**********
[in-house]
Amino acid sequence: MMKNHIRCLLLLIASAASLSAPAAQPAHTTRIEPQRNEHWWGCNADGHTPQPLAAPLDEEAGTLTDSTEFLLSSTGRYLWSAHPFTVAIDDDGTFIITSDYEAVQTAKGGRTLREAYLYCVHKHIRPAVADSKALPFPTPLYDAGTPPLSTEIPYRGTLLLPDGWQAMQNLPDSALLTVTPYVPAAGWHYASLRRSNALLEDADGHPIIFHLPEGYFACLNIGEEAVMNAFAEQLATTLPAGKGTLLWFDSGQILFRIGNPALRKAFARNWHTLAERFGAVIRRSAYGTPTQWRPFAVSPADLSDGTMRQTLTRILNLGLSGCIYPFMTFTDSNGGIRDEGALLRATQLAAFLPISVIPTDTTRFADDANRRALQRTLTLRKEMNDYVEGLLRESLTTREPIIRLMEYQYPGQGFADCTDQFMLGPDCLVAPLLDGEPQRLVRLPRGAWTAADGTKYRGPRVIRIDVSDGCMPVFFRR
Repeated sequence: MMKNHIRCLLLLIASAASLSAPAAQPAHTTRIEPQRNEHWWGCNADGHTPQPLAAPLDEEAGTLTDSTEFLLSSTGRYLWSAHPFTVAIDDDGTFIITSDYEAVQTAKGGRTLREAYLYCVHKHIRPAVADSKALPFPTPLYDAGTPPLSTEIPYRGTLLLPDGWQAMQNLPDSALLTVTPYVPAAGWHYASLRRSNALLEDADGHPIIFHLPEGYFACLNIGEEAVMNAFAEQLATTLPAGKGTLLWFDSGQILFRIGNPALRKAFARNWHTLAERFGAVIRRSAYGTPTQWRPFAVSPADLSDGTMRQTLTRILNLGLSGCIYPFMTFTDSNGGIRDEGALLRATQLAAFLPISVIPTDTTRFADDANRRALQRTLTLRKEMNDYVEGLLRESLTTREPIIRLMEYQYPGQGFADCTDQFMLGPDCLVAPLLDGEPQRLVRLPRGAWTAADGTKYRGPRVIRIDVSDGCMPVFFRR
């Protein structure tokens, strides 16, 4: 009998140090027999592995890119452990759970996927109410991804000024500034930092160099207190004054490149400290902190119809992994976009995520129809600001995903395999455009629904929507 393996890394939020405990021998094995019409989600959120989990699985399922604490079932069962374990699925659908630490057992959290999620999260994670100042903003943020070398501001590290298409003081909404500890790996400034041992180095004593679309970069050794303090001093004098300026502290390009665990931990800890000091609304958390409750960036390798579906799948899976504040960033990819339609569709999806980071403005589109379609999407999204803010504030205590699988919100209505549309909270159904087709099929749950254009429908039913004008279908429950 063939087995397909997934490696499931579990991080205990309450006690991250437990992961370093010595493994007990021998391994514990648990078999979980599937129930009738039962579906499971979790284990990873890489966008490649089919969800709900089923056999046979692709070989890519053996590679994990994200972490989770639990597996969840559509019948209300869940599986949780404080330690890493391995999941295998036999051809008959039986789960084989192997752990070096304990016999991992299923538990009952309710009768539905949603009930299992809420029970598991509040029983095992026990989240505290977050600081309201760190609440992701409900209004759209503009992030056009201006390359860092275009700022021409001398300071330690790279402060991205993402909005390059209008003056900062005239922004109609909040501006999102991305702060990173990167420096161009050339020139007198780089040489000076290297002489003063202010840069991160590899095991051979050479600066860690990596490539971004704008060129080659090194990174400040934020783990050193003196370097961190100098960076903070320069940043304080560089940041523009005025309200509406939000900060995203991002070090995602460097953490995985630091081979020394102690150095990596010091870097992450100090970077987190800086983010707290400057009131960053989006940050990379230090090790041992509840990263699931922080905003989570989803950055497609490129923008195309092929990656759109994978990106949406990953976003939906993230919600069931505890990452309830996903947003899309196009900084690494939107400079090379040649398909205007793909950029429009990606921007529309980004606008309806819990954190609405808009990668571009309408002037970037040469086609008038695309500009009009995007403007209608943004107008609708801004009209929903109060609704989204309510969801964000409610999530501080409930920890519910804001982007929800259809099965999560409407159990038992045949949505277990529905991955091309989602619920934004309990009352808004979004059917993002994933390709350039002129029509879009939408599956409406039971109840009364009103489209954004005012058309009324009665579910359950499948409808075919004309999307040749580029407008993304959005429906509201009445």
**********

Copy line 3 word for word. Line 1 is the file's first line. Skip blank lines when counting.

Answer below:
Repeated sequence: MMKNHIRCLLLLIASAASLSAPAAQPAHTTRIEPQRNEHWWGCNADGHTPQPLAAPLDEEAGTLTDSTEFLLSSTGRYLWSAHPFTVAIDDDGTFIITSDYEAVQTAKGGRTLREAYLYCVHKHIRPAVADSKALPFPTPLYDAGTPPLSTEIPYRGTLLLPDGWQAMQNLPDSALLTVTPYVPAAGWHYASLRRSNALLEDADGHPIIFHLPEGYFACLNIGEEAVMNAFAEQLATTLPAGKGTLLWFDSGQILFRIGNPALRKAFARNWHTLAERFGAVIRRSAYGTPTQWRPFAVSPADLSDGTMRQTLTRILNLGLSGCIYPFMTFTDSNGGIRDEGALLRATQLAAFLPISVIPTDTTRFADDANRRALQRTLTLRKEMNDYVEGLLRESLTTREPIIRLMEYQYPGQGFADCTDQFMLGPDCLVAPLLDGEPQRLVRLPRGAWTAADGTKYRGPRVIRIDVSDGCMPVFFRR